SIMON SADUBIN

BIO

Simon’s love of timber boats began when he was five years old. He was taken out for a day trip on the Lady Hopetoun, an elegant rakish 1902 VIP timber steam launch.   He realised then there was something special about timber boats.

Simon was fortunate enough to grow up working in his father’s furniture making workshop. His love of timber comes from that early beginning. ” I really liked timber, it is magical stuff. When you cut it open you get to see its beautiful grain. Every piece is different and unique. To get the best out of it you have to put a bit of hand work in. Then it really glows”

The boat thing really began in earnest when his parents bought a 14 Red Cedar Clinker dinghy. This introduced him the world of sailing and traditional boats and rig. ” I was hooked. Visiting boatbuilder Nick Masterman’s shed in Balmain in the late 1970’s was a turning point for me. I loved the whole environment. A ricketty old tin shed, filled with lots of tools and timber and boats being built. I think from that moment I wanted to build boats. Timber Boats.”

Simon didn’t get straight into boatbuilding. After he finished school he worked at Garden Island Dockyard as a trainee Naval Architect. However, he soon realised the Naval Architecture course was very much about big ships. “I wanted to be a yacht designer, but I really wanted to design yachts from a century ago. It was never going to get me where I wanted to be” The introduction to Naval Architecture was useful and the drafting was still done by hand He quit after two years to study Industrial Design. This in turn led to work at the Australian National Maritime Museum as an exhibitions designer, which was just about to open in 1991. The maritime theme was constant. Working at the museum introduced Simon to how a Museum approaches research, conservation, and restoration. All useful information for working sympathetically on old timber vessels. After five years as an exhibition design, Simon realised his real love was the workshop and making things in wood.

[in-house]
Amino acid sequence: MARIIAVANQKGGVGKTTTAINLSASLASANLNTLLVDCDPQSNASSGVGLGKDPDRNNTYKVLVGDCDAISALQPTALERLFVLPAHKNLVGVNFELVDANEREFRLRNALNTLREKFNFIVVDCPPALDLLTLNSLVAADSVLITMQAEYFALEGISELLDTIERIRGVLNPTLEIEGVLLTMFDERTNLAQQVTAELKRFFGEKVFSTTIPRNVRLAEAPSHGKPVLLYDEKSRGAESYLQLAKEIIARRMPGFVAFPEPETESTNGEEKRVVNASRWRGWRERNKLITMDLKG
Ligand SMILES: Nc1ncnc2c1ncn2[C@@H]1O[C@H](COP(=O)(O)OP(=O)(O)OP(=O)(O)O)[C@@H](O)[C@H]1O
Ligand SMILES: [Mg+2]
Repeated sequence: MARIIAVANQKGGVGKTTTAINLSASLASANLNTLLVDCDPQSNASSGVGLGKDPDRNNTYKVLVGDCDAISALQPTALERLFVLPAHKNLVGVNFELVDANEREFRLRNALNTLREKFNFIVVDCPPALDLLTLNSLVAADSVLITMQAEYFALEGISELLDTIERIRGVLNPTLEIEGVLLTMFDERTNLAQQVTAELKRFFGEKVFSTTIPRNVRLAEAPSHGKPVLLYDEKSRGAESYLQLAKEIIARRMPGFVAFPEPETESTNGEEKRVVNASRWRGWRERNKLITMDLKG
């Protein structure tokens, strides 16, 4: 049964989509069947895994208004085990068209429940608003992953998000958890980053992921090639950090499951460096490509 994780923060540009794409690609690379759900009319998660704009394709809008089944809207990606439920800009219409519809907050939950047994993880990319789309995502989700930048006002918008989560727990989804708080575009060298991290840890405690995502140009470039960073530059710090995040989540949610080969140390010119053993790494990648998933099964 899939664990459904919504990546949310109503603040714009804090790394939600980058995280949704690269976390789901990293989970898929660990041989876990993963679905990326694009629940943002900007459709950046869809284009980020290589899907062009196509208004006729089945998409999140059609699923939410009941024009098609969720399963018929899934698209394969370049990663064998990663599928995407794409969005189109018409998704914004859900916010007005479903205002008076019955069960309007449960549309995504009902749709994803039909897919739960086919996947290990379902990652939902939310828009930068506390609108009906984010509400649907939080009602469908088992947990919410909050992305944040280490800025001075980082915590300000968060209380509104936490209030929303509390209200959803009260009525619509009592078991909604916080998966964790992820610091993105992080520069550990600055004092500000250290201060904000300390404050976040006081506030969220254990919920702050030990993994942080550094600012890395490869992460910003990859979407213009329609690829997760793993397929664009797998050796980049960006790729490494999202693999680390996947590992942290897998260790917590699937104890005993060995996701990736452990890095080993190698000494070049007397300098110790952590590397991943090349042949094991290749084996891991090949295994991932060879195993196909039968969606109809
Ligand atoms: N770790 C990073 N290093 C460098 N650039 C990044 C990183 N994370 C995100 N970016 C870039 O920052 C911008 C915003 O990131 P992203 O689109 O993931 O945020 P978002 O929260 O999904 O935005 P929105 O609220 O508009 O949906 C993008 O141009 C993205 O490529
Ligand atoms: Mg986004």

Timber boat building had almost died out in Sydney, but there was still one yard left in Balmain, once the hub of boatbuilding in Sydney, who specialised in Timber Boat building and repair. Timber Boat Services was run by ex-Cockatoo Island trained shipwrights Rick Wood and Nigel Shannon. They had a good record of restoring beautiful boats, and were both firm believers in the apprenticeship system.

At the age of 25 Simon went full circle and signed up as a mature age apprentice shipwright. “Rick and Nigel taught me how to think about the structure of boats. With a lot of restoration work, it’s a process of working through layers. You have to get to the bottom of working out why something has failed. This way you can repair it properly, and then it won’t happen again. It teaches you how to design and construct something correctly in the first place, and how to not build in structural problems. Simple things like putting in correctly sized limber holes, or making sure the top edges of stringers shed water, so they don’t become rot traps.” It also taught me the value of blending modern timber boatbuilding techniques such as lamination and structural glued scarph joints to retain as much original structure as possible, yet repair it seamlessly.

After his apprenticeship was completed, Simon established his own business Sydney Harbour Wooden Boats in 2000. He was fortunate enough to work in with boatbuilder Ian Smith and rent the historic Chowder Bay Boatshed in Mosman from the Harbour Trust. During the decade at Chowder Bay, Simon and his team of Shipwrights and several apprentices who served their time, extensively restored about 40 vessels. This included building several clinker dinghies.

“Two highlights of decade at Chowder Bay were restoring the !8 foot skiff TAIPAN , designed and built by Ben Lexcen in 1959, and saving and rebuilding HOANA – a 30 foot , 1920’s Sydney gaff rigged centreboarder.

Simon met Tom Coventry in 2009 whilst Tom was doing some carpentry work. They struck up a good friendship and discovered both shared a passion for timber, making things by hand, sailing, timber boats and the amazing environment of Pittwater. Frendly rivalry around the Woody Point course on Pittwater helped things along, and in 2012, they joined forces and moved Sydney Harbour Wooden Boats north to Mona Vale. They became business partners and established Sydney Wooden Boats Pty Ltd in 2012. A new chapter has begun.